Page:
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30 Mar.

Lending Growth Slows in Euro Zone.

Bank lending to consumers and businesses continued to grow very slowly in the euro zone in February, according to figures issued Wednesday, a sign that the so-called wall of money unleashed by the European Central Bank in recent months has not yet reached borrowers.

The growth of loans to the private sector slowed to an annual rate of 1.1 percent, from 1.5 percent in January, the bank said in its monthly report on the euro zone money supply. The report, normally fairly routine, was closely watched for what it said about the impact of 1 trillion euros ($1.3 trillion) in low-interest three-year loans that the central bank has disbursed to banks since December.

Most economists agree that the three-year loans have taken pressure off banks and helped avert a serious credit shortage that would have disrupted the euro zone economy.

At the end of last year, for the first time in the history of the euro , the overall supply of money as measured by the central bank declined for three consecutive months.

The loans seem to have reversed that trend.

But the data released Wednesday showed that the central bank’s program had not yet translated into a big increase in lending or borrowing.

“The risk of a credit crunch in parts of the region has not fully disappeared,” Martin van Vliet, an economist at ING Bank, said in a note to clients Wednesday.

Top officials of the central bank have said they did not expect the lending to reach borrowers immediately. Compared with January, lending to the private sector fell by 8 billion euros in February, though the level was still higher than it was a year earlier.

“The E.C.B. may be not too disappointed about the monetary data published today, as it probably expected the sluggish loan momentum to continue for some time,” Michael Schubert, an economist at Commerzbank, said in a note to clients.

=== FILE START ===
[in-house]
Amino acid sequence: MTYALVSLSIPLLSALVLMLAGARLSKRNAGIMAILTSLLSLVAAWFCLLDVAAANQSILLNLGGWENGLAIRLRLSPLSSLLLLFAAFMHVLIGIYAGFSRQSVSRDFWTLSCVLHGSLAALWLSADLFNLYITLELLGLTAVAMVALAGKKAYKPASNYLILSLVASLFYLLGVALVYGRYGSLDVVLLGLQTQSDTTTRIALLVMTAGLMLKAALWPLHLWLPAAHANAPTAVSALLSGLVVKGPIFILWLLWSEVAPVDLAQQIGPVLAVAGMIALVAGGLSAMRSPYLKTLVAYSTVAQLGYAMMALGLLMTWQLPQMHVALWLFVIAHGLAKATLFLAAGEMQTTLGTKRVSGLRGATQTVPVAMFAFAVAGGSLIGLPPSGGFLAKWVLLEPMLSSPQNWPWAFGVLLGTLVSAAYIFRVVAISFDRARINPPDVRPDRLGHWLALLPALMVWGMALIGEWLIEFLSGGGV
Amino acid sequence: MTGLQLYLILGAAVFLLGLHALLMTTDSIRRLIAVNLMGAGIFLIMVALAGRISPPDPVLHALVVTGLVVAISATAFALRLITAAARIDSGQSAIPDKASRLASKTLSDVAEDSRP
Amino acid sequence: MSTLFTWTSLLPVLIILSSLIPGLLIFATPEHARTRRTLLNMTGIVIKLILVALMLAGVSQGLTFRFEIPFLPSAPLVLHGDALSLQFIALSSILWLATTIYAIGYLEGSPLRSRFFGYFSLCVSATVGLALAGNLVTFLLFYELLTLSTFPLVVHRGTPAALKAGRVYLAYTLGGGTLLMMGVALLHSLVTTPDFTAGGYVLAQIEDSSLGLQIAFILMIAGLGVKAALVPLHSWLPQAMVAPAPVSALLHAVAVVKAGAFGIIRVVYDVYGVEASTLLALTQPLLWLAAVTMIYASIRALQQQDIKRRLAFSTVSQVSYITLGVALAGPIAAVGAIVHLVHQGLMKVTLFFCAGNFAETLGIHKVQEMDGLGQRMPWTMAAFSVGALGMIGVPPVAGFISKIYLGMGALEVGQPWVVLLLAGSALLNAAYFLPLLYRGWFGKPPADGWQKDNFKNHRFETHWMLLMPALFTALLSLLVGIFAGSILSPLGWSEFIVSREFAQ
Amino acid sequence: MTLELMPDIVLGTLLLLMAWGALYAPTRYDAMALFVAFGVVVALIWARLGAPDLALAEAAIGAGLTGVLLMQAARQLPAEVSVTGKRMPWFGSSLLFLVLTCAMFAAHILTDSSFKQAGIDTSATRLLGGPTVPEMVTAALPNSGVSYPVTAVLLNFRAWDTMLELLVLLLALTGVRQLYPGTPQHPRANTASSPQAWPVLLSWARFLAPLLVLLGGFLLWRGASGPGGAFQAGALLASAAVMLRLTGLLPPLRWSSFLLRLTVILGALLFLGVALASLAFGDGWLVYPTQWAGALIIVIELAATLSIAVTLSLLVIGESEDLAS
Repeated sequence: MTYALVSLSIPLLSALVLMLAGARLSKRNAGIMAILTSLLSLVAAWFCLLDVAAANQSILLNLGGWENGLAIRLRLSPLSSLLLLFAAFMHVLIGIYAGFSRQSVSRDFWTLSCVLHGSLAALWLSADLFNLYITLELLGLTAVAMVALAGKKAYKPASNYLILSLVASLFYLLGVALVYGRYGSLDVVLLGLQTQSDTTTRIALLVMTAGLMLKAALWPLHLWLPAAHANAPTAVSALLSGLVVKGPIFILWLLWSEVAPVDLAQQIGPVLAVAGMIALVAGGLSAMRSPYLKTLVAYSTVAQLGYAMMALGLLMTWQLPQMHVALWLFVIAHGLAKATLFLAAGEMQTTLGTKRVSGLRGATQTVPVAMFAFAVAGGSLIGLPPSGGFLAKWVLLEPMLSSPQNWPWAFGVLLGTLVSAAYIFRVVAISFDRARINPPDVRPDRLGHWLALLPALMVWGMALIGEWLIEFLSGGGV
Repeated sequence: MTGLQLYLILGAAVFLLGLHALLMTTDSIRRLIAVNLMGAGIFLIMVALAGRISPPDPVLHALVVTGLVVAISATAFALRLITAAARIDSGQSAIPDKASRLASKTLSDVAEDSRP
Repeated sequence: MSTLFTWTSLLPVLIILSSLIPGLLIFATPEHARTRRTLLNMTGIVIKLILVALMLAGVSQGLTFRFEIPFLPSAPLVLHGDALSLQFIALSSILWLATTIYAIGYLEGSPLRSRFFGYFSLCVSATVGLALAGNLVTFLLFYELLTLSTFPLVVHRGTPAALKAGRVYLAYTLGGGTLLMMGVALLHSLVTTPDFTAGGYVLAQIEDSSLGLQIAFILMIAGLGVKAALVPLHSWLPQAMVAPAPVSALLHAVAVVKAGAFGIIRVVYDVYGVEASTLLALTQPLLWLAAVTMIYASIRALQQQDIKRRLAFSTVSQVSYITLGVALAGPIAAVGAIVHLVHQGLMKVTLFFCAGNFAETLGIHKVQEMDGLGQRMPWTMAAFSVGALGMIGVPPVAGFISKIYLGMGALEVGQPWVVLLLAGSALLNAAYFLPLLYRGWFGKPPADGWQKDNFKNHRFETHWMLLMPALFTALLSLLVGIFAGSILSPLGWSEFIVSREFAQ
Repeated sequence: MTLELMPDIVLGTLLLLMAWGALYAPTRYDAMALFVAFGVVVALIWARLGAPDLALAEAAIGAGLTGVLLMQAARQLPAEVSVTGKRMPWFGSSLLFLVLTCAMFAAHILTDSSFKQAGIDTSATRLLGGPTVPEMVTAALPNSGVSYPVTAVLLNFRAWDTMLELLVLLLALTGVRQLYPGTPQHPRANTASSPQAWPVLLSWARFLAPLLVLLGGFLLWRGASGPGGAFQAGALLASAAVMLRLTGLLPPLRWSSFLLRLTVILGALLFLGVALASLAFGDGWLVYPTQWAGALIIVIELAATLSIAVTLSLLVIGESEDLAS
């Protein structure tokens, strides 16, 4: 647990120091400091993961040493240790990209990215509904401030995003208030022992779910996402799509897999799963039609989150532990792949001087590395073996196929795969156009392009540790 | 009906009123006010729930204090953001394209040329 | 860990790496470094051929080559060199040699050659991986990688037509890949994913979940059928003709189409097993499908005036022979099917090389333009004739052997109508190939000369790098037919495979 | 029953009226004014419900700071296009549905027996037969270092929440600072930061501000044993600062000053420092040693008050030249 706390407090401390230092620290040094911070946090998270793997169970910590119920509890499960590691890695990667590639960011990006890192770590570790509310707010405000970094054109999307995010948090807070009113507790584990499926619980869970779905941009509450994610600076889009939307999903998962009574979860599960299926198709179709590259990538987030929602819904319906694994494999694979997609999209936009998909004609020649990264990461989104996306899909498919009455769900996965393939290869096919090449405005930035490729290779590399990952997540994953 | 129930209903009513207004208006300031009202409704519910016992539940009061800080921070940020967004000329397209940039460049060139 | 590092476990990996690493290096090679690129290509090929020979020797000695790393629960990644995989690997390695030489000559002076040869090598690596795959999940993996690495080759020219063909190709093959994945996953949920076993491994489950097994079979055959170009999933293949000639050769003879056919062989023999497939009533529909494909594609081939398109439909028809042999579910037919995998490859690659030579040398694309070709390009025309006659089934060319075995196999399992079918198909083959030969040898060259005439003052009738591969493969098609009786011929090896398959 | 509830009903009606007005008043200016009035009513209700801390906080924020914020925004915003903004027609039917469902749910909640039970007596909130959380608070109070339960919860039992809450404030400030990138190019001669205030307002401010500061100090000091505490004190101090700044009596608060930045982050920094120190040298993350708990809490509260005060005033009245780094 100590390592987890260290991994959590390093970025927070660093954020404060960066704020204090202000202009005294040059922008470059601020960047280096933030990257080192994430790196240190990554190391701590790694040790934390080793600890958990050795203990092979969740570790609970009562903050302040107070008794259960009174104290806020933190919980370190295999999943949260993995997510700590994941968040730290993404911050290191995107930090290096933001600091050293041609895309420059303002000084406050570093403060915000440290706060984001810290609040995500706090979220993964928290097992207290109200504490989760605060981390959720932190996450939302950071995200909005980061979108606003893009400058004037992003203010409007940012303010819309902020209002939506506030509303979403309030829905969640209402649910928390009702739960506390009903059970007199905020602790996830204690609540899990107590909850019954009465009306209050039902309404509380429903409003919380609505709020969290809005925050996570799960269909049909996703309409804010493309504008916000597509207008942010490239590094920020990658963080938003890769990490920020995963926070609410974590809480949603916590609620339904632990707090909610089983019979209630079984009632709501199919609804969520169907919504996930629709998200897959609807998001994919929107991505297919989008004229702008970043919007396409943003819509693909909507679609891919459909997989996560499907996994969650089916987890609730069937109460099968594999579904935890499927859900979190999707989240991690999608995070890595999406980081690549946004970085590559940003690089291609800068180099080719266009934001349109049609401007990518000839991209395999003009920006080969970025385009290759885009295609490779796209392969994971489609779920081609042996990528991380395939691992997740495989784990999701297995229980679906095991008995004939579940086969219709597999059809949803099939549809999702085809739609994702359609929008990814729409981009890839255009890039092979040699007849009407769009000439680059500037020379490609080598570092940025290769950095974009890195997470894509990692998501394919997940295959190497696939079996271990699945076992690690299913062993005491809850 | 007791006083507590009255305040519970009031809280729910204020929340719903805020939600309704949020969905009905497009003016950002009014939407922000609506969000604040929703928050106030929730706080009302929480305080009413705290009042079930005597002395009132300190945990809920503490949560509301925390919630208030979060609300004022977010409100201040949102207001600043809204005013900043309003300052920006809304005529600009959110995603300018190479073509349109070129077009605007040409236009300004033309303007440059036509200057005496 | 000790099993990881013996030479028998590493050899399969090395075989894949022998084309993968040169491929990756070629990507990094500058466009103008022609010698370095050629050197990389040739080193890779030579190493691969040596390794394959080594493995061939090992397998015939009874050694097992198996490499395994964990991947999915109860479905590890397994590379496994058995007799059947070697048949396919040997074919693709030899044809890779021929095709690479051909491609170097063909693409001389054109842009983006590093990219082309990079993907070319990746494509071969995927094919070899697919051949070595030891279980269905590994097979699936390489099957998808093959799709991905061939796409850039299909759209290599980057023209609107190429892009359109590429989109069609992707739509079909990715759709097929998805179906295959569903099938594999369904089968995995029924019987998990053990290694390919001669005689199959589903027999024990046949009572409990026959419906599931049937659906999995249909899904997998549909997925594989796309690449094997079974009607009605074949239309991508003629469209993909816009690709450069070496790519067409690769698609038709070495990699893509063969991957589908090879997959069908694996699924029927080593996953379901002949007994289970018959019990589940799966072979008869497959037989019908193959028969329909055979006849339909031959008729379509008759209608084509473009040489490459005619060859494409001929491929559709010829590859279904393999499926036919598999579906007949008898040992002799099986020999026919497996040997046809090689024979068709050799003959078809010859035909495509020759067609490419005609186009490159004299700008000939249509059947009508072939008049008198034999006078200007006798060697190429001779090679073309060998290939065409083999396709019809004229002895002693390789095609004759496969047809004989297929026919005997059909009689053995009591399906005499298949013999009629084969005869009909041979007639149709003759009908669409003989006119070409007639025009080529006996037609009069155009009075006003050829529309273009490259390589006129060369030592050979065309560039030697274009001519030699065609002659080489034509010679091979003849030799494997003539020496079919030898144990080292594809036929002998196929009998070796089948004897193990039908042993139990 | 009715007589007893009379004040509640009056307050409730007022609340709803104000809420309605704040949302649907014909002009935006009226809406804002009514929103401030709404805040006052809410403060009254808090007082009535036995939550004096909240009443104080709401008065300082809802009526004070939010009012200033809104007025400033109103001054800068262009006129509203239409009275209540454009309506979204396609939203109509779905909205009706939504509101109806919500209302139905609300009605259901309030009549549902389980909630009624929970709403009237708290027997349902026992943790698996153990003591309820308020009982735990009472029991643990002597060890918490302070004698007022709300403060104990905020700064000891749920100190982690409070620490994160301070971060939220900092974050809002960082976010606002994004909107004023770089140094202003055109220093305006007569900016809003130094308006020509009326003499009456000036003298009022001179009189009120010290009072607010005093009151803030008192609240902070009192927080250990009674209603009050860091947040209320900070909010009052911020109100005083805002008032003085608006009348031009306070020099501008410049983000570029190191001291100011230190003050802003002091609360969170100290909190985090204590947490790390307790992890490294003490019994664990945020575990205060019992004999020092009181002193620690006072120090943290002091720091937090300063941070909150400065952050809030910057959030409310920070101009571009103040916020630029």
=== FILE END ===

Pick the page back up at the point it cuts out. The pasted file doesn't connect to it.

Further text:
The second round of the central bank’s three-year loans was not issued to banks until March 1 and would not have had any impact on the data released Wednesday.

Tepid lending growth may also reflect reluctance by companies and people to borrow, rather than a lack of banks willing to lend, Mr. Schubert said.

The European Central Bank reported sharp declines in lending in Spain, Portugal, Ireland and other countries struggling to contain government spending.

But the growth in lending was also slow in Germany, which has avoided much of the pain of the European sovereign debt crisis .

Mario Draghi, the president of the European Central Bank, expressed optimism this week that the loan money would soon reach small businesses. Hundreds of smaller German community banks, the traditional source of credit for smaller companies, were among those taking advantage of the second round of loans, he said.

“We cannot say that this money will necessarily go to these smaller enterprises,” Mr. Draghi said in Berlin on Monday, “but it is certainly very close to them.”

Source: New York Times

Also see the Speech by Mario Draghi, President of the ECB: Remarks at the Annual Reception of the Association of German Banks (in English)


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